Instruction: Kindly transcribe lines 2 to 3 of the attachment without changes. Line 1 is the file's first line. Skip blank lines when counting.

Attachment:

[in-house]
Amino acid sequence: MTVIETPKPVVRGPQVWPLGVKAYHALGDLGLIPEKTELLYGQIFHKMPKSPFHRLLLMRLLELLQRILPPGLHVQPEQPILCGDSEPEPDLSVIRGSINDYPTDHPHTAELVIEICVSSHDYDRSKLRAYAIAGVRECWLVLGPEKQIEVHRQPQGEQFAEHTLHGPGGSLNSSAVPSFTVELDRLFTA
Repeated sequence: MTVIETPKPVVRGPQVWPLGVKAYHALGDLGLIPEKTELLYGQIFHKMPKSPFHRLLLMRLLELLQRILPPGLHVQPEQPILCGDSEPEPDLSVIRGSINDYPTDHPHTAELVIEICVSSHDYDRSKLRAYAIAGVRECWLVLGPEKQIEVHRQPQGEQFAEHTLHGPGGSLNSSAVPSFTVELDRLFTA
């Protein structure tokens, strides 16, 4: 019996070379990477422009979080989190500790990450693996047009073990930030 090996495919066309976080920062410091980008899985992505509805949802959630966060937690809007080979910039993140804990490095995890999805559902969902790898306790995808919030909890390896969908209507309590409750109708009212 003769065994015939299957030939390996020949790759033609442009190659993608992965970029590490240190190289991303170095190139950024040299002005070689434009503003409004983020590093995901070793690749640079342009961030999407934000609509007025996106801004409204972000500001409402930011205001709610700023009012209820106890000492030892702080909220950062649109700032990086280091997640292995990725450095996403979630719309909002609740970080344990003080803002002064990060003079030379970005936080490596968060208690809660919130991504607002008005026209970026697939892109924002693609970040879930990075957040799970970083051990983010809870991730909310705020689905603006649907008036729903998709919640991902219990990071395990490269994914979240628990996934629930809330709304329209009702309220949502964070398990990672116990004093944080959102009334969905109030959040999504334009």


Amino acid sequence: MTVIETPKPVVRGPQVWPLGVKAYHALGDLGLIPEKTELLYGQIFHKMPKSPFHRLLLMRLLELLQRILPPGLHVQPEQPILCGDSEPEPDLSVIRGSINDYPTDHPHTAELVIEICVSSHDYDRSKLRAYAIAGVRECWLVLGPEKQIEVHRQPQGEQFAEHTLHGPGGSLNSSAVPSFTVELDRLFTA
Repeated sequence: MTVIETPKPVVRGPQVWPLGVKAYHALGDLGLIPEKTELLYGQIFHKMPKSPFHRLLLMRLLELLQRILPPGLHVQPEQPILCGDSEPEPDLSVIRGSINDYPTDHPHTAELVIEICVSSHDYDRSKLRAYAIAGVRECWLVLGPEKQIEVHRQPQGEQFAEHTLHGPGGSLNSSAVPSFTVELDRLFTA